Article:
How much longer will the famous wolf, OR-7, and his pups survive if protections are taken away?
That question is important, now that Oregon is considering removing gray wolves from the state’s endangered species list. This listing has helped wolves begin to recover in Oregon and even allowed OR-7 to become the first wolf in 90 years to set foot in California.
Don’t let this success turn into another nightmare for wolves.
The State of Oregon was one state that was getting wolf recovery right. Wolves have been making progress but there are still fewer than 100 wolves statewide. Much of the state is still without any wolves, and by the management plan’s own definition, these animals are far from recovered.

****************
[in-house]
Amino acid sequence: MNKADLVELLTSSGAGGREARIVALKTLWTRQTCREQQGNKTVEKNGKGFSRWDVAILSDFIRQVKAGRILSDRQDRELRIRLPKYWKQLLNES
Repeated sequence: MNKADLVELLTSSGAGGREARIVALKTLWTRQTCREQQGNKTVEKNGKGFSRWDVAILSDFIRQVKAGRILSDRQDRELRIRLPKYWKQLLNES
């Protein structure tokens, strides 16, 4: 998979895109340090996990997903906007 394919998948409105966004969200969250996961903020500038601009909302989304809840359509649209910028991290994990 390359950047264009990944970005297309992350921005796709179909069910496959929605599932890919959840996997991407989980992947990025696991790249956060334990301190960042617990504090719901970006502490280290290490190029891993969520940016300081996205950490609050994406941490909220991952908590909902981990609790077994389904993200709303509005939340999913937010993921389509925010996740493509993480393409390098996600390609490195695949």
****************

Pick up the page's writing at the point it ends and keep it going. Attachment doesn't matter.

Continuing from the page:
Most of Oregon’s wolves are in the northeast corner of the state, not far from the Idaho border. Wolves in northeastern Oregon were stripped of federal protections by Congress in 2012. State delisting could drastically reduce protections for the still fragile wolf population in Oregon.
And in neighboring Idaho, it’s legal to kill a wolf almost every day of the year, so any Oregon wolf that happens to wander into Idaho is an immediate target.
It’s a fact. No species with a population below 100 animals has ever been delisted in Oregon. Wolves must not become the exception.
If Oregon delists wolves now, wolves may needlessly die. We can’t let that happen.
Thank you for your passion and your steadfast support.